Definition of commonly used terminology
Aggregate Unit Entitlement
The total of all the individual lot unit entitlements in a strata scheme.
Appointed under the Strata Schemes Management Act 1996, to assist in settling disputes and other matters as determined by the Consumer, Trader and Tenancy Tribunal. Note: Under the new Strata Schemes Management Act 2015, the process of strata adjudication has been done away with. Instead, all strata applications will be dealt with by the NSW Civil & Administrative Tribunal.
Annual General Meeting (held by the Owners Corporation).
Building Management Committee. Formed to enable multiple strata plans to occupy a single building space and share common facilities. How the various entities interact in these schemes is set out in a document called the Strata Management Statement.
A set of rules for all owners and occupants of a strata or community scheme. These rules are designed for the control, management, use and enjoyment of common property and individual lots.
Certificate Of Title
A title deed issued by Land and Property Information NSW to prove ownership of a lot. The owners corporation is also issued with a title deed for the common property.
Areas of a strata building or community which do not form part of a lot and that every occupier or owner shares. Common property may include gardens, fences, driveways and visitor parking. See our related article on Common Property.
A person, authorised by a company in writing, to vote at meetings on the company’s behalf.
A person who holds an agreement over a property which imposes certain obligations.
A special right granted to an owner to use a part of the common property, at the exclusion of other lot owners.
Upon registration of the strata plan, the owners corporation is formed and the scheme enters into the initial period. The scheme continues in the initial period and expires on the day when the sum of lot owners, other than the original owner, exceed one-third of the aggregate unit entitlements.
An amount of money set by the owners corporation according to unit entitlements, which has to be paid by lot owners. Levies contribute to the operating and long term expenses of the strata scheme.
A portion of a property that can be separately owned and sold. In a residential strata scheme, a lot is usually an apartment or townhouse. In some cases, garages, laundries, marinas, etc. can also form part of a lot.
Lot space within a strata scheme is commonly defined as; “the cubic air-space contained within the inner surface of the boundary walls, under surface of the ceiling and upper surface of the floor”.
A person or company who lent money to a person to buy a property. The property is mortgaged to the mortgagee in case the person who borrowed the money does not repay it.
Most matters considered at general meetings require an ordinary resolution. This means that at least half of those present (either in person or by proxy) who are entitled to vote must vote in favour of the motion.
A person(s) or company that buys a lot and whose name is shown on the Register at Land and Property Information NSW and is recorded on the strata roll.
The legal entity consisting of all the owners of the lots in a strata scheme. It is formed when a strata plan is registered. Each lot owner is automatically part of the Owners Corporation and has a right to take part in the decision making. Formerly known as the “Body Corporate”.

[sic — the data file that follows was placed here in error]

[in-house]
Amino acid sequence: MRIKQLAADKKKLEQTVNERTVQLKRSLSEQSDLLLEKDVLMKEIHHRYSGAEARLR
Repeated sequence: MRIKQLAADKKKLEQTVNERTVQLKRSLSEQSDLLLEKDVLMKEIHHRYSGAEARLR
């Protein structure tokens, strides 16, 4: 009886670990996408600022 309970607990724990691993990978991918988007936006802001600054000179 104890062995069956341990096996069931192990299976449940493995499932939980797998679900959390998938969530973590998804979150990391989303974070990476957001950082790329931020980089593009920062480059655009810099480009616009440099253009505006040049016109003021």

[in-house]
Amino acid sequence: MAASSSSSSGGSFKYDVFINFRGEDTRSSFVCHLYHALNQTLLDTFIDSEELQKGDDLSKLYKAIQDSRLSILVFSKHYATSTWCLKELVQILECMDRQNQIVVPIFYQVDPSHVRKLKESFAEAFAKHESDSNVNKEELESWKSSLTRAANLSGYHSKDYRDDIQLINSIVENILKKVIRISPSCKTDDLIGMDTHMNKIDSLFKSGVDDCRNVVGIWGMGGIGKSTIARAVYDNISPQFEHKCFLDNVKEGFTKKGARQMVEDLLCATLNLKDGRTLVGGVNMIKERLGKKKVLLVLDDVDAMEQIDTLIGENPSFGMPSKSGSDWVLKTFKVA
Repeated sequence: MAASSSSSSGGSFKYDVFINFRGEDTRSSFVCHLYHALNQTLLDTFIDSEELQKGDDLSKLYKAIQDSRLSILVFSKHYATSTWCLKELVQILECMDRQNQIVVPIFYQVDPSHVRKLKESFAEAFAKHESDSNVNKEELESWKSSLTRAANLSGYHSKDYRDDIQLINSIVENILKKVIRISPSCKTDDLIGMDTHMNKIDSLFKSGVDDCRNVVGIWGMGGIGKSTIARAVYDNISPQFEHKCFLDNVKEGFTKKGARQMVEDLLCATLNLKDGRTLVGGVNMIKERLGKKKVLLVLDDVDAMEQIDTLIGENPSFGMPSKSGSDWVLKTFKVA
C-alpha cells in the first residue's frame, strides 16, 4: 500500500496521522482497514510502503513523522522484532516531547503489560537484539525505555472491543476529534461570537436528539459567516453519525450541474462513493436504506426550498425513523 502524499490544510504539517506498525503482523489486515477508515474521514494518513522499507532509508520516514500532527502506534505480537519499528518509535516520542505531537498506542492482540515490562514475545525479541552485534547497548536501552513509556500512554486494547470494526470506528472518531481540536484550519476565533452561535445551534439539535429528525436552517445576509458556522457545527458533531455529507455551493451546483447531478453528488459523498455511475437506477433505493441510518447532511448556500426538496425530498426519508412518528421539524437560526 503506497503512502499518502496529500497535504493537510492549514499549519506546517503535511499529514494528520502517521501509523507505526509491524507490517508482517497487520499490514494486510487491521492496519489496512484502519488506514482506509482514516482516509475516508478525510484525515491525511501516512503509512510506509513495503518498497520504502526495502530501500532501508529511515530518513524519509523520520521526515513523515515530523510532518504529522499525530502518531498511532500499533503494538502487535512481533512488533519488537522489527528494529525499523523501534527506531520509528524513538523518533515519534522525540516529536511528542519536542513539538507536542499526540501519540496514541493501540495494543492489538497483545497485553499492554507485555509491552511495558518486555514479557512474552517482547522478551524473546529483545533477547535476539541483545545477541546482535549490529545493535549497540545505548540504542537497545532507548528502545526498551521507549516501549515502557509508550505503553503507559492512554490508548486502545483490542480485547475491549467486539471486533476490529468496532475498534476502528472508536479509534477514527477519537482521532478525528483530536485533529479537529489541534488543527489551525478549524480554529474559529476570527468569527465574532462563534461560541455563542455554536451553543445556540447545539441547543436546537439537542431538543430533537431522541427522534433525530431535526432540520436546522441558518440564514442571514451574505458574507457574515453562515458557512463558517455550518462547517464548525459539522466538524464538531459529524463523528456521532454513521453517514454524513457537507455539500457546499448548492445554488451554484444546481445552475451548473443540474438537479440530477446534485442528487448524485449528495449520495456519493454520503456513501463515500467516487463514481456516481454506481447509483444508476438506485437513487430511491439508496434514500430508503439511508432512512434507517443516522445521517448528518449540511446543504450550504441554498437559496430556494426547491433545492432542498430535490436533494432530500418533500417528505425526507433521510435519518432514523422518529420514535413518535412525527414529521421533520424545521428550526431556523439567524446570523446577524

A method of voting at a general meeting, where each owner’s vote has a value based on the lot’s unit entitlement. (Note: Units with larger entitlements have a greater voting power than they would if a vote was based simply on a show of hands).
A person appointed, in writing, by an owner or mortgagee to attend a meeting and vote on their behalf.
The smallest number of eligible attendees at a meeting before any motion can be voted on.
Levies paid into this fund cover the costs of major future capital expenses, which may include painting, flooring and roofing. See our related article on Sinking Funds.
A lump sum contribution paid by the owners to cover unexpected or unplanned expenses.
A resolution passed at a general meeting of the owners corporation against which no more than one-quarter of votes (calculated by unit entitlements) is cast.
(Formerly known as the Executive Committee) A group of between 1 to 9 owners or owner’s nominees elected at each Annual General Meeting, who are responsible for assisting in the day to day administration of the strata scheme (subject to the restrictions imposed by the Owners Corporation, by-laws or Strata Schemes Management Act).
A licensed, professional agent appointed by the Owners Corporation to manage the affairs of a strata scheme. See our related article on The Role of a Strata Manager.
This is a plan that divides the land and buildings of a strata scheme into lots and common property.
The register of the owners of every lot in a Strata Scheme. It also includes the names of other interested parties such as any mortgagees, covenant chargees or lessees. See our related article – The Strata Roll Explained.
A system of multiple ownership of a building. Each owner owns a ‘lot’, but also share ownership of any common property. The multiple owners combine to form a legal entity, known as the Owners Corporation.
Also known as the Consumer, Trader and Tenancy Tribunal.
A resolution passed at a general meeting of the owners corporation against which no vote is cast.
Each lot has a comparative value based on a number of factors, such as the size of the lot. The unit entitlement of each lot is shown on the strata plan and is used to calculate each owner’s contributions for levies and also voting “power”.
A lot designed primarily for storage of items such as boats, motor vehicles or goods. These are not for human occupation as a residence, office, shop or the like.